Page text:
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By Jennifer Calfas
February 15, 2018
Kristi Gilroy (R), hugs a young woman at a police check point near the Marjory Stoneman Douglas High School where 17 people were killed by a gunman yesterday, on February 15, 2018 in Parkland, Florida. Police arrested the suspect after a short manhunt, and have identified him as 19-year-old former student Nikolas Cruz.
Kristi Gilroy (R), hugs a young woman at a police check point near the Marjory Stoneman Douglas High School where 17 people were killed by a gunman yesterday, on February 15, 2018 in Parkland, Florida. Police arrested the suspect after a short manhunt, and have identified him as 19-year-old former student Nikolas Cruz.
Mark Wilson—Getty Images

At least 17 people were killed when a gunman opened fire at a high school in Parkland, Florida in a rampage that has become all to familiar in America classrooms.

Students, faculty and families at Marjory Stoneman Douglas High School were mourning the loss of their friends and coworkers at the hands of suspected gunman Nikolas Cruz, a 19-year-old who was expelled from the school last year as a result of disciplinary actions. As the 18th school shooting in 2018, the massacre was the deadliest school shooting since a gunman killed 20 children and six adults at Sandy Hook Elementary School in Newtown, Conn., in 2012.

Authorities and school officials navigated through uncharted territory Thursday as they put together an official donation page and guided residents to donate blood to help victims still recovering in the hospital. Others are in the beginning phases of creating memorial bracelets to honor the victims, PeJay Ryan, the director of marketing at the Broward Education Foundation, told Money. And Florida’s attorney general vowed the state would pay for the funeral expenses for the victims of the shooting.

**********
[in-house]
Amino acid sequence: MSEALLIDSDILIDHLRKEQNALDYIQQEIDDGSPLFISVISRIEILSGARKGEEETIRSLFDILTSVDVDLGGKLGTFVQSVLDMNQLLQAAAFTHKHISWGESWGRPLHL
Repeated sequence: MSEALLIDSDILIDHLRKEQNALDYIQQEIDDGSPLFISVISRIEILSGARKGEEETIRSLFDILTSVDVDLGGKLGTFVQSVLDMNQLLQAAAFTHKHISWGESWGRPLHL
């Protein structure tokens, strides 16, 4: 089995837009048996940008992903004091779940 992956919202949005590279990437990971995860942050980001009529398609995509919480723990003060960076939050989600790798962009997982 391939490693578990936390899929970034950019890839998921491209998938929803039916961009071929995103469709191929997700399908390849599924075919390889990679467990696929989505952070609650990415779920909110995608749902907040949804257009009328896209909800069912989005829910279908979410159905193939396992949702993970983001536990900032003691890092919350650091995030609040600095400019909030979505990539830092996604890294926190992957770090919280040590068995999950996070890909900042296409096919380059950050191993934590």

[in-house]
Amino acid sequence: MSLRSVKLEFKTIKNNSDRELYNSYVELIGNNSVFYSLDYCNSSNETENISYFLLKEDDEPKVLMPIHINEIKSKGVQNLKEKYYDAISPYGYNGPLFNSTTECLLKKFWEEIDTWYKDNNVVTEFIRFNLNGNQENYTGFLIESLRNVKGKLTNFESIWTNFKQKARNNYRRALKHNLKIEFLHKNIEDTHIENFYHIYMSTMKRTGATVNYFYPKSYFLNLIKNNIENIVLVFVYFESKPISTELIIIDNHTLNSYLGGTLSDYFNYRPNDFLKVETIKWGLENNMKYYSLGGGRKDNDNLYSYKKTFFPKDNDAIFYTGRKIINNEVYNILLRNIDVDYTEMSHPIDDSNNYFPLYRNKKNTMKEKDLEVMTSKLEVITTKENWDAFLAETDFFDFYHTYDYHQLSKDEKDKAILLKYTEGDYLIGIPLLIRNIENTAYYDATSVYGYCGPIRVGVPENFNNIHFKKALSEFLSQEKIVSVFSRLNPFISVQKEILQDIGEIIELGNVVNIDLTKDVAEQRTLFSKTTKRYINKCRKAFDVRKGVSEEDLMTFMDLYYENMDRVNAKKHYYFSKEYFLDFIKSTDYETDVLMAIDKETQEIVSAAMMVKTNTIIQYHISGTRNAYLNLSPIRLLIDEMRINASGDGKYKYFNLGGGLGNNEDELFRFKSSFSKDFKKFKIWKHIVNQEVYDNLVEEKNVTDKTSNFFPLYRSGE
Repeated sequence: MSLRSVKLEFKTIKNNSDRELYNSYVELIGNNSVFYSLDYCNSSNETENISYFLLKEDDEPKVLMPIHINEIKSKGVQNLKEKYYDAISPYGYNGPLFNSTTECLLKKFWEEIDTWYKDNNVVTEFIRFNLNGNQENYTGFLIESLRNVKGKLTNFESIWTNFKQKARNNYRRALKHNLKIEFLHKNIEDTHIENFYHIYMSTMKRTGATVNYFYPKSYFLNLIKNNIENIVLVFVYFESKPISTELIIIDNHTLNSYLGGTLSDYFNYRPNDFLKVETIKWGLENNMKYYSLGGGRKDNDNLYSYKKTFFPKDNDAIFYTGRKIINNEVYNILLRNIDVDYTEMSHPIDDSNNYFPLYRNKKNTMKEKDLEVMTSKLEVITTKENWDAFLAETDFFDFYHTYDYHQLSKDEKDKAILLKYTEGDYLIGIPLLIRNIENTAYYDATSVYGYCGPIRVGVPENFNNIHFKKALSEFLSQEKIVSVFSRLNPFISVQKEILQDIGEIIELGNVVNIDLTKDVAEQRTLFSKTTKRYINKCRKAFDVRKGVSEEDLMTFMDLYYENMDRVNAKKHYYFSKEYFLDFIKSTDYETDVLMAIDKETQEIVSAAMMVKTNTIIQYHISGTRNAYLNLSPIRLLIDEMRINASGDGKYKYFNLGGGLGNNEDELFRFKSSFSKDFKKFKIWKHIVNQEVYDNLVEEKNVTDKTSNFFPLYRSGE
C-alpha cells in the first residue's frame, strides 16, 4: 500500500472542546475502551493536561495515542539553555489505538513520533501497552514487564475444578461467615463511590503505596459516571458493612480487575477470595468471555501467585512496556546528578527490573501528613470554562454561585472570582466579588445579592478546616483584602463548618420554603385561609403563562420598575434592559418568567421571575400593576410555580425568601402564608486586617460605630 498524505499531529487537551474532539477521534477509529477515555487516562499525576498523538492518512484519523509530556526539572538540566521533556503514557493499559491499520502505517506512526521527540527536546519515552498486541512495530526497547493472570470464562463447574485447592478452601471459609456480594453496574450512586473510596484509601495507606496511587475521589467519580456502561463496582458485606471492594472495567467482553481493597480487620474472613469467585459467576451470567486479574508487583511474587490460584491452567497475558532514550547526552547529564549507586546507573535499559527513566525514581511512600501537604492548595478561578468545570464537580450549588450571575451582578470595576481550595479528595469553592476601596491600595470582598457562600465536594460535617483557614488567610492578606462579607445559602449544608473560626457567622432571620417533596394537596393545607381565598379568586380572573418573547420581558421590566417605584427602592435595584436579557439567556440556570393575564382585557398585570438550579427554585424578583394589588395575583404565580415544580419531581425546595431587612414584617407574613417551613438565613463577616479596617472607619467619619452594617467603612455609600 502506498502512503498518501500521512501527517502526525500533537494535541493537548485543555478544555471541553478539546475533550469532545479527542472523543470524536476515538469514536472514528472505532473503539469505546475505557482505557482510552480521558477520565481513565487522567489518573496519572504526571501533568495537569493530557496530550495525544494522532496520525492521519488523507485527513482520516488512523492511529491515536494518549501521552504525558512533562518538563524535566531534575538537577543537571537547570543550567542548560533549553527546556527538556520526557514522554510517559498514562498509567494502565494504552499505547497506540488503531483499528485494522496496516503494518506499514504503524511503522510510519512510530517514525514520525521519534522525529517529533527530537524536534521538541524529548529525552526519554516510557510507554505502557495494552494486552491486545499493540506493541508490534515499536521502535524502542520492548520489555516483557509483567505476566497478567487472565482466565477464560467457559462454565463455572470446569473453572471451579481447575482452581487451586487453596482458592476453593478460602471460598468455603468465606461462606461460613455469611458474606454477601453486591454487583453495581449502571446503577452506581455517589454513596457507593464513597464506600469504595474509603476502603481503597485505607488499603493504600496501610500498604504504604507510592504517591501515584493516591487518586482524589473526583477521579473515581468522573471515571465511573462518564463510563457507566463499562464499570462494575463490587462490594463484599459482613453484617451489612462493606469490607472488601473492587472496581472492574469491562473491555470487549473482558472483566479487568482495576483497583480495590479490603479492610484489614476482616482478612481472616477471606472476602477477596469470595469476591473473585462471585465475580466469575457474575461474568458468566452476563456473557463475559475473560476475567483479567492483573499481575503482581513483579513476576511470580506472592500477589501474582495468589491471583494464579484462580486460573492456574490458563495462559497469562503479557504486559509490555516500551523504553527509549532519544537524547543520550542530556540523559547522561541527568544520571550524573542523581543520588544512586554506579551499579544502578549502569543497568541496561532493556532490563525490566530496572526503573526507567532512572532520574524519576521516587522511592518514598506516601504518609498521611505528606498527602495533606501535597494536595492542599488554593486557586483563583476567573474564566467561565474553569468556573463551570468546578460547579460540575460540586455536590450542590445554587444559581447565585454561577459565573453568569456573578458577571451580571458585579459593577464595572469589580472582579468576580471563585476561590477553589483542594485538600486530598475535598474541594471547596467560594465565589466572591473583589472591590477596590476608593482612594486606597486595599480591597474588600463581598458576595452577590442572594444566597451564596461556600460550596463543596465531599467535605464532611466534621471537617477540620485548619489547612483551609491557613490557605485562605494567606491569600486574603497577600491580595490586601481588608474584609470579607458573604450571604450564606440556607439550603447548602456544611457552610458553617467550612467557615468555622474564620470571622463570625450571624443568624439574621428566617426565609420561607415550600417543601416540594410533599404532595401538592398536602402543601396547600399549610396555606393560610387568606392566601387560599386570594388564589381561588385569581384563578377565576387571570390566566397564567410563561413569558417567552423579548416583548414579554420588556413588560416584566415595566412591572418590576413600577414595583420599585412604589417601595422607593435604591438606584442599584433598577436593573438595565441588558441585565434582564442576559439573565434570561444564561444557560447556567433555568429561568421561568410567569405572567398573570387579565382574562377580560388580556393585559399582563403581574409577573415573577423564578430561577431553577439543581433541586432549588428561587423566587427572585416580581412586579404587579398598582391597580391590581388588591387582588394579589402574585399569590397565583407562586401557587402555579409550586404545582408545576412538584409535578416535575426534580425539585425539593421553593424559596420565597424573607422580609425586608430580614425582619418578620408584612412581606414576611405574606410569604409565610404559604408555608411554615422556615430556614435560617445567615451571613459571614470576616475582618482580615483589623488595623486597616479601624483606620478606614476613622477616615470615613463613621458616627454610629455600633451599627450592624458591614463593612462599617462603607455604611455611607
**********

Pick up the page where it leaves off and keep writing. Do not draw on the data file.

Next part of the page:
Here’s how you can help the victims of the school shooting in Parkland, Florida.

Donate to the Stoneman Douglas Victims’ Fund

The Broward Sheiff’s Office directed individuals hoping to help the victims and their families to this official GoFundMe page. The Stoneman Douglas Victims’ Fund was organized by the Broward Education Foundation, a nonprofit that raises money for Broward County Public Schools.

As of Thursday morning, the GoFundMe collected more than $136,300 of its $300,000 fundraising goal.

“Our hearts are warmed by the outpouring of compassion and love from around the country,” Ryan, the director of marketing for the foundation, said.

Organizers of the GoFundMe page are working with fundraisers who helped raise money following the deadly shootings in Las Vegas and Orlando to determine how to distribute the funds, Ryan said. She said the funds will go directly to the victims and their families, as well as anyone else impacted by the shooting or in need of mental health counseling.

If you’re in the area, donate blood

OneBlood, a blood center in Florida, is encouraging residents to donate blood to help the victims still recovering in local hospitals. The organization said the hospitals are in need of O negative blood.

“While the immediate blood needs have been met, there is a need to replenish the areas O negative blood supply,” OneBlood said. “O negative is the universal blood type and is used to treat trauma patients.”

Potential donors can see if they are eligible to donate at local donor centers or at one of the organization’s Big Red Bus buses. They can find the closest centers here.

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The purpose of this disclosure is to explain how we make money without charging you for our content.

Our mission is to help people at any stage of life make smart financial decisions through research, reporting, reviews, recommendations, and tools.

Earning your trust is essential to our success, and we believe transparency is critical to creating that trust. To that end, you should know that many or all of the companies featured here are partners who advertise with us.

Our content is free because our partners pay us a referral fee if you click on links or call any of the phone numbers on our site. If you choose to interact with the content on our site, we will likely receive compensation. If you don't, we will not be compensated. Ultimately the choice is yours.

Opinions are our own and our editors and staff writers are instructed to maintain editorial integrity, but compensation along with in-depth research will determine where, how, and in what order they appear on the page.

To find out more about our editorial process and how we make money, click here.

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